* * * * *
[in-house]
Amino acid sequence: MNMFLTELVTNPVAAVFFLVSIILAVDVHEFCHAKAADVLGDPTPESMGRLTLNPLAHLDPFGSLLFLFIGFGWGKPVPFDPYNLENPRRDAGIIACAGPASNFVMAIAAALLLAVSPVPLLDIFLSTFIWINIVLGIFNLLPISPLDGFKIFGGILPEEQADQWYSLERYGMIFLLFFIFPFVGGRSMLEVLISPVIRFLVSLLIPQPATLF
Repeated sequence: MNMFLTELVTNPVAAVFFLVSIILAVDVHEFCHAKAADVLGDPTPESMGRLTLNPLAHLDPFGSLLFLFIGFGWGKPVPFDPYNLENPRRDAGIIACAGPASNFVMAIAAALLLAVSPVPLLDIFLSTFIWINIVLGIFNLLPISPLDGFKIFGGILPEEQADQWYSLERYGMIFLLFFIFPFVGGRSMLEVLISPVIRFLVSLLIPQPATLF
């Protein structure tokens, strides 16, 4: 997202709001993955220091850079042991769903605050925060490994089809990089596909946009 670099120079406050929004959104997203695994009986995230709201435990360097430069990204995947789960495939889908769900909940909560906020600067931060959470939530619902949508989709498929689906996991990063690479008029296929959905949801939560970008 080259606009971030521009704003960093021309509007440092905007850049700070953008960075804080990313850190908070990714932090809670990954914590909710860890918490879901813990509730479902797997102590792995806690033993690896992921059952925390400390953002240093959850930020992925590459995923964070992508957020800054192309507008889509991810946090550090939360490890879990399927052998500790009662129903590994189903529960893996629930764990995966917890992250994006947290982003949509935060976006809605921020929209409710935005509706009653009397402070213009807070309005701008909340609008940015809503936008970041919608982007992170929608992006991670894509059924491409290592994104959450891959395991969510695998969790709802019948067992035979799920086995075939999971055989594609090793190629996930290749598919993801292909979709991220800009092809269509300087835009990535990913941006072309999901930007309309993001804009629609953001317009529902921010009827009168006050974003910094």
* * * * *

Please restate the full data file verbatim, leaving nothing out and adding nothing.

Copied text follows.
[in-house]
Amino acid sequence: MNMFLTELVTNPVAAVFFLVSIILAVDVHEFCHAKAADVLGDPTPESMGRLTLNPLAHLDPFGSLLFLFIGFGWGKPVPFDPYNLENPRRDAGIIACAGPASNFVMAIAAALLLAVSPVPLLDIFLSTFIWINIVLGIFNLLPISPLDGFKIFGGILPEEQADQWYSLERYGMIFLLFFIFPFVGGRSMLEVLISPVIRFLVSLLIPQPATLF
Repeated sequence: MNMFLTELVTNPVAAVFFLVSIILAVDVHEFCHAKAADVLGDPTPESMGRLTLNPLAHLDPFGSLLFLFIGFGWGKPVPFDPYNLENPRRDAGIIACAGPASNFVMAIAAALLLAVSPVPLLDIFLSTFIWINIVLGIFNLLPISPLDGFKIFGGILPEEQADQWYSLERYGMIFLLFFIFPFVGGRSMLEVLISPVIRFLVSLLIPQPATLF
């Protein structure tokens, strides 16, 4: 997202709001993955220091850079042991769903605050925060490994089809990089596909946009 670099120079406050929004959104997203695994009986995230709201435990360097430069990204995947789960495939889908769900909940909560906020600067931060959470939530619902949508989709498929689906996991990063690479008029296929959905949801939560970008 080259606009971030521009704003960093021309509007440092905007850049700070953008960075804080990313850190908070990714932090809670990954914590909710860890918490879901813990509730479902797997102590792995806690033993690896992921059952925390400390953002240093959850930020992925590459995923964070992508957020800054192309507008889509991810946090550090939360490890879990399927052998500790009662129903590994189903529960893996629930764990995966917890992250994006947290982003949509935060976006809605921020929209409710935005509706009653009397402070213009807070309005701008909340609008940015809503936008970041919608982007992170929608992006991670894509059924491409290592994104959450891959395991969510695998969790709802019948067992035979799920086995075939999971055989594609090793190629996930290749598919993801292909979709991220800009092809269509300087835009990535990913941006072309999901930007309309993001804009629609953001317009529902921010009827009168006050974003910094």